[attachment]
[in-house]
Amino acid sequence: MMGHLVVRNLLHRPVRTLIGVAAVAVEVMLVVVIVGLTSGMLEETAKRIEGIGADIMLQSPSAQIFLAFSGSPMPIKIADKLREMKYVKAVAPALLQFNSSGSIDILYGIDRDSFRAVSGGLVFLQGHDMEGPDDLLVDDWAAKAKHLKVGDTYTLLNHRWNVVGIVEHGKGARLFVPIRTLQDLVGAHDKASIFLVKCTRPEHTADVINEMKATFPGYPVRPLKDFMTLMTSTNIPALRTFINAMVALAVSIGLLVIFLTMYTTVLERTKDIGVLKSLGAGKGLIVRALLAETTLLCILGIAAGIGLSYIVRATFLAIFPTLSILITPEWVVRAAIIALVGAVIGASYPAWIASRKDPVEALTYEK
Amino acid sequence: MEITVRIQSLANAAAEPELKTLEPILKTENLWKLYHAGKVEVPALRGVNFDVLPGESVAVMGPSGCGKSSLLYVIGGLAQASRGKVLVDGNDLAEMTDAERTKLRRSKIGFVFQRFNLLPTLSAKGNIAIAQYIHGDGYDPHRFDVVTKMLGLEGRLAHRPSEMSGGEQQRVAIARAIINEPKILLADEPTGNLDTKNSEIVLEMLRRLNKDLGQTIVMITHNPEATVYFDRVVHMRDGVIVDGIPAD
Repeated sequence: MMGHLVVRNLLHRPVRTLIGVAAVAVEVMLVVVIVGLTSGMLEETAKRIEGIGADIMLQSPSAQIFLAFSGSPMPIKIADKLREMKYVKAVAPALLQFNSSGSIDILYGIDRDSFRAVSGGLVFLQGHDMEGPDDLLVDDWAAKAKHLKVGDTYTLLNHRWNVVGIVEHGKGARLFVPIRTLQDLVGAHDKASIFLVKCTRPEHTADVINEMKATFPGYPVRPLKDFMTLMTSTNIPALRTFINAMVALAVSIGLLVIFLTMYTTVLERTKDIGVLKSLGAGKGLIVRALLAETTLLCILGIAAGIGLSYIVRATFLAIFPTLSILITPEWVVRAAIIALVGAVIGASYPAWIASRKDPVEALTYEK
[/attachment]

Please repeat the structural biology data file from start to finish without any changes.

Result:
[in-house]
Amino acid sequence: MMGHLVVRNLLHRPVRTLIGVAAVAVEVMLVVVIVGLTSGMLEETAKRIEGIGADIMLQSPSAQIFLAFSGSPMPIKIADKLREMKYVKAVAPALLQFNSSGSIDILYGIDRDSFRAVSGGLVFLQGHDMEGPDDLLVDDWAAKAKHLKVGDTYTLLNHRWNVVGIVEHGKGARLFVPIRTLQDLVGAHDKASIFLVKCTRPEHTADVINEMKATFPGYPVRPLKDFMTLMTSTNIPALRTFINAMVALAVSIGLLVIFLTMYTTVLERTKDIGVLKSLGAGKGLIVRALLAETTLLCILGIAAGIGLSYIVRATFLAIFPTLSILITPEWVVRAAIIALVGAVIGASYPAWIASRKDPVEALTYEK
Amino acid sequence: MEITVRIQSLANAAAEPELKTLEPILKTENLWKLYHAGKVEVPALRGVNFDVLPGESVAVMGPSGCGKSSLLYVIGGLAQASRGKVLVDGNDLAEMTDAERTKLRRSKIGFVFQRFNLLPTLSAKGNIAIAQYIHGDGYDPHRFDVVTKMLGLEGRLAHRPSEMSGGEQQRVAIARAIINEPKILLADEPTGNLDTKNSEIVLEMLRRLNKDLGQTIVMITHNPEATVYFDRVVHMRDGVIVDGIPAD
Repeated sequence: MMGHLVVRNLLHRPVRTLIGVAAVAVEVMLVVVIVGLTSGMLEETAKRIEGIGADIMLQSPSAQIFLAFSGSPMPIKIADKLREMKYVKAVAPALLQFNSSGSIDILYGIDRDSFRAVSGGLVFLQGHDMEGPDDLLVDDWAAKAKHLKVGDTYTLLNHRWNVVGIVEHGKGARLFVPIRTLQDLVGAHDKASIFLVKCTRPEHTADVINEMKATFPGYPVRPLKDFMTLMTSTNIPALRTFINAMVALAVSIGLLVIFLTMYTTVLERTKDIGVLKSLGAGKGLIVRALLAETTLLCILGIAAGIGLSYIVRATFLAIFPTLSILITPEWVVRAAIIALVGAVIGASYPAWIASRKDPVEALTYEK